Dark Nights: Metal introduced the idea of the Dark Multiverse to the DC Universe. This added an interesting Freudian aspect to DC cosmology. The universes that make up the Dark Multiverse are all doomed to die, and in doing so, they become the raw materials from which the universes that exist in the “Light” (the “normal” or “mainstream” DC Universe) are made. Dark Nights: Metal explores what happens when people from the Dark Multiverse become aware of their position in DC cosmology. Much like sublimated thoughts and desires in Freudian psychology, the Dark Multiverse begins to rise to the surface in Metal.

While the books of the Metal main series are excellent, the tie-in books that describe the origins of the Dark Universe Batmen are some of the most philosophically interesting comics that I’ve read. They raise some of the most fascinating, complicated, and possibly disturbing questions in philosophy: are we free to make our own choices, shape our own identities, and determine our own fates? Or do forces beyond our own control shape us, determining our choices and the direction of our lives? Taken together, the Dark Knights Rising tie-in books––stories about Batmen from other universes who have gone horribly wrong––explore just those questions.

Let’s Avoid A Logical Fallacy

We should be careful here to avoid the logical fallacy (a mistake in reasoning) known as a false dilemma. The false dilemma (sometimes called the either-or fallacy) asks us to choose between only two options when there are in fact three or more.

This fallacy is especially common in political discussions. For example, if I am horrified over family separation at the border, people who think that the U.S. should eliminate illegal immigration might say, “What, do you want to just let them all in?! Do you want an open border?!” The unstated assumption here is that you either support family separation, or you want an open border. That’s obviously a false dilemma. Obviously, you can want a more secure border while also vehemently opposing family separation.

Likewise, we should be careful to avoid a false dilemma when we’re talking about free will and determinism. It might be that there are varying degrees of freedom. It might also be that some people have the strength to be truly free, while other people have weak wills. In that case, the strong will be able to overcome the influence of their environments, upbringing, genetics, or other forces beyond their control. Those people might truly have free will. The weaker-willed people, on the other hand, would be subject to all sorts of influences that determine their actions and destinies.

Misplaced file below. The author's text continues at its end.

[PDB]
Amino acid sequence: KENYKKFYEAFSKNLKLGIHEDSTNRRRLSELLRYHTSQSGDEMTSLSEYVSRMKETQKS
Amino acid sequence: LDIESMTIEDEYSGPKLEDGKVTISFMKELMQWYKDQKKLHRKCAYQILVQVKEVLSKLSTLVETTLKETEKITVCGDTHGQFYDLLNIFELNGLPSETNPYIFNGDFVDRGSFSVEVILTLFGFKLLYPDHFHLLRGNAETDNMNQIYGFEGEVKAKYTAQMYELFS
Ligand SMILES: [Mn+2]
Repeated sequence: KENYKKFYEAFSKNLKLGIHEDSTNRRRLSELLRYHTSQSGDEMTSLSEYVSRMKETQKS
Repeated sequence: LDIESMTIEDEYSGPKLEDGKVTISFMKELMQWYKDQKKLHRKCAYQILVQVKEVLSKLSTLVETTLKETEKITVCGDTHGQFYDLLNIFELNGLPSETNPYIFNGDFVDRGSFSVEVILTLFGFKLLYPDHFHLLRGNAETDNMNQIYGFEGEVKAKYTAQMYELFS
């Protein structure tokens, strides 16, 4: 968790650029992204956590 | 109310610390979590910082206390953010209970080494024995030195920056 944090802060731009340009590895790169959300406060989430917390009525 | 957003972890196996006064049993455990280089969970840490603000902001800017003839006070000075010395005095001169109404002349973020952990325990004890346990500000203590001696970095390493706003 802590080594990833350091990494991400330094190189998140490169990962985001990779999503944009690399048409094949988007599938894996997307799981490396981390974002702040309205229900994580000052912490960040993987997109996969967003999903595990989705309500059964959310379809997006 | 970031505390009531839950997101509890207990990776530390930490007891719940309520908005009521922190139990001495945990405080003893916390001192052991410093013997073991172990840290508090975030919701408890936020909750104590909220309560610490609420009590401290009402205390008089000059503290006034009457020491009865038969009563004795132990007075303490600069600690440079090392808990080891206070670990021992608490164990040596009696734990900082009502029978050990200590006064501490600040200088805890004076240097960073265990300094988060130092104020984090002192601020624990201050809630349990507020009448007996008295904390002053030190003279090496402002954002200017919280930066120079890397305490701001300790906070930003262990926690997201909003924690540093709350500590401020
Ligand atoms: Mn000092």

One Bad Day? One Bad Week?

The Dark Knights stories give us examples of what Batman could be in the right circumstances. In these stories, we meet horrifying amalgams of Batman and other characters, including a speed-force infused Batman, a part-Doomsday Batman, and a Batman who has been driven mad by the Joker’s toxin. Each of the books imagines scenarios in which Batman might become a villain. As the Batman Who Laughs says in The Red Death,

“Let me tell you a secret. All it takes is one bad day––one moment that should never happen, and the ground beneath you starts to crumble. Trust me. I know firsthand. All of us do. Now the seven most dangerous Batmen that never were are here to drag you into the dark. So yeah, one bad day will kill a world. But one bad week? That could kill a multiverse.”

One of the most disturbing aspects of these stories is the idea that the right circumstances will drive a person over the edge, that one day has the power to make Bruce Wayne either a hero or a villain.

But It’s More Complicated Than It Looks

Everyone knows the story of Batman: little Bruce witnesses the murder of his parents, and in response, he makes a vow to fight crime. He dedicates his life to perfecting his mind and body so that he can outsmart and overpower any criminal. Batman’s story is a story about the triumph of the human will. Bruce not only learns to dominate criminals who would terrorize his city; he learns to master himself, which is perhaps the greatest form of freedom possible.

But what if it’s not so much his will but rather the circumstances of his life that drive Batman? The Dark Knights stories suggest just that possibility. Small differences in Batman’s world seem to result in horribly different versions of him. In one world, we get a Batman who is obsessed with obtaining the Speed Force so that he can use it to not only fight crime as it happens, but to completely eliminate even the possibility of crime––even if that means murdering in order to achieve his goals. In another, we meet a Batwoman (Bryce Wayne) who is driven to madness by the death of her lover, Sylvester Kyle. In another, Batman’s guilt over not being able to save Alfred from his enemies sends him over the edge. Doesn’t all this mean that it isn’t so much Bruce’s will that determines who he is and what he does, but instead the circumstances of his life do?